lasB

1

4 ± 0.14*

5.8 ± 0.45*

12.7 ± 1.7*

5 ± 0.15*

2.8 ± 0.13*

phzH

1

3.6 ± 0.34*

5.8 ± 0.67*

10.6 ± 0.7*

3.8 ± 0.16*

3.3 ± 0.22*

rhlA

1

2.2 ± 0.16*

3.7 ± 0.33*

4.8 ± 0.56*

2.3 ± 0.14*

2.1 + 0.14*

Values marked with an asterisk (*) indicate that the fold change of relative gene expression level of P. aeruginosa PAO1 in the presence of different concentrations of AI-2 was significantly different from negative control at P < 0.05

Discussion

P. aeruginosa is a prevalent environmental bacterium that is responsible for various recalcitrant infections in humans. It is also one of the most prevalent isolates in sputum samples of neonates with VAP [20]. In this study, we demonstrated that AI-2 induced virulence factor production, biofilm biomass, and bacterial viability of P. aeruginosa PAO1 in a dose-dependent manner, and AI-2 did not impact its planktonic growth. Furthermore, AI-2 influenced the expression of QS-associated genes (e.g., lasI, lasR, rhlI, and rhlR). This indicated that AI-2 affected the virulence of P. aeruginosa by inducing the activity of the QS systems.

Although the role of AI-2 as a general bacterial signaling molecule is yet to be completely unraveled, AI-2 is known to be involved in biofilm formation. AI-2 inhibits biofilm formation in Bacillus cereus [21], Candida albicans [22], and Eikenella corrodens [23], and it promotes biofilm formation in Escherichia coli [24], Streptococcus mutans [25], and multispecies biofilms between the two oral bacteria Streptococcus gordonii and Porphyromonas gingivalis [26]. The addition of exogenous AI-2 to P. aeruginosa biofilms increased biofilm formation, indicating that P. aeruginosa responds to the molecule. This study revealed that AI-2 can be a parainducer as a QS molecule regulating P. aeruginosa biofilms.

A similar concentration-dependent effect of AI-2 on biofilm formation has been reported for Streptococcus suis [27], Bacillus cereus [21], Streptococcus oralis [28], and Mycobacterium avium [14]. A previous study by Duan et al. [12] demonstrated that AI-2 was detected in sputum samples from patients with cystic fibrosis, and AI-2 regulated gene expression patterns and pathogenesis of P. aeruginosa. However, the mechanism is not known. In addition, Duan et al. found that the important virulence genes lasA and exotoxin genes exoS and exoY were not regulated by AI-2. This phenomenon may be attributed to the too high or too low concentration of AI-2 because our results showed that the lasA gene was affected by AI-2. Furthermore, we found that in vitro co-culture of the AI-2 producer Streptococcus mitis and P. aeruginosa PAO1 promoted P. aeruginosa PAO1 biofilm formation at certain concentrations (data not shown). It also has been suggested that the LuxS enzyme regulates metabolic processes in a large range of bacteria [29, 30]. In the present study, we found that AI-2 regulated the metabolic rate of cells in P. aeruginosa PAO1 biofilms. First, more viable cells were observed in the AI-2 group by confocal laser scanning microscopy, and plating experiments revealed that the bacterial reproduction of the AI-2 group is faster than that of the control group. Second, the rhl QS system is a metabolic regulator for P. aeruginosa [31]. In this study, the increased expression levels of the rhlI and rhlR genes, which are related to bacterial metabolism, may lead to increased biofilm formation and metabolic rate as the concentration of AI-2 increased.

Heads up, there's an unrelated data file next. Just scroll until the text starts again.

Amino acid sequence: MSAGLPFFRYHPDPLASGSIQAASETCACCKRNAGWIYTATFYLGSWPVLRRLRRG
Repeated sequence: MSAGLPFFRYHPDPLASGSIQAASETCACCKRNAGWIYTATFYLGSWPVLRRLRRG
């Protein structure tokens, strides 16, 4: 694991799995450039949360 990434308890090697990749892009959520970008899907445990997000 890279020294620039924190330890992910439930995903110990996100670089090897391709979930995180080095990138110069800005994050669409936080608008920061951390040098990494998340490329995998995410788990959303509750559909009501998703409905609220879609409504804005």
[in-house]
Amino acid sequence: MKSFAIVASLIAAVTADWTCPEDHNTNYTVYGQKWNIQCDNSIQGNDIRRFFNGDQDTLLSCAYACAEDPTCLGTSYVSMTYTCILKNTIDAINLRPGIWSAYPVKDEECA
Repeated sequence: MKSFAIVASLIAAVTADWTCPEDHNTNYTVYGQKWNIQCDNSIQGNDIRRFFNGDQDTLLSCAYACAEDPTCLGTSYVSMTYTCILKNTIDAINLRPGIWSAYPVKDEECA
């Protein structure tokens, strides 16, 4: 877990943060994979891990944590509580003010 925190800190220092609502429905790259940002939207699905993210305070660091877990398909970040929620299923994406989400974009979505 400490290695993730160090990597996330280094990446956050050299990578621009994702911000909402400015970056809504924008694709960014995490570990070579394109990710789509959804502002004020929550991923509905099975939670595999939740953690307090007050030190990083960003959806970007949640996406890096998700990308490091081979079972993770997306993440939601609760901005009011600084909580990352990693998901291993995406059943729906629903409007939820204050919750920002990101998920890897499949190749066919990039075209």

AI-2 is a cell-signaling regulator of P. aeruginosa. It contributes substantially to the biofilm formation of P. aeruginosa and plays an important role in the pathogenesis of P. aeruginosa infections. This phenomenon may be due to the up-regulation of QS genes and virulence factor genes such as lasB, lasA, and phzH, which mediate the production of virulence factors. In fact, up-regulated transcription of autoinducer synthase (lasI and rhlI) and their cognate receptor (lasR and rhlR) genes may be responsible for the induction of PAO1 biofilm formation and secretion of elastase and pyocyanin because QS genes also mediate virulence factor genes.

Conclusions

Taken together, this study demonstrated that AI-2 increased P. aeruginosa PAO1 biofilm formation, bacterial viability, and virulence production in a dose-dependent manner. Possible mechanisms responsible for the effect of AI-2 may involve the up-regulation of QS systems. Our results support the significance of intercellular signaling in bacterial survival strategies and emerging views on interference with bacterial signaling as a novel means of combating P. aeruginosa infections.

Abbreviations

AI-2: 

Autoinducer-2

AHL: 

Acyl homoserine lactones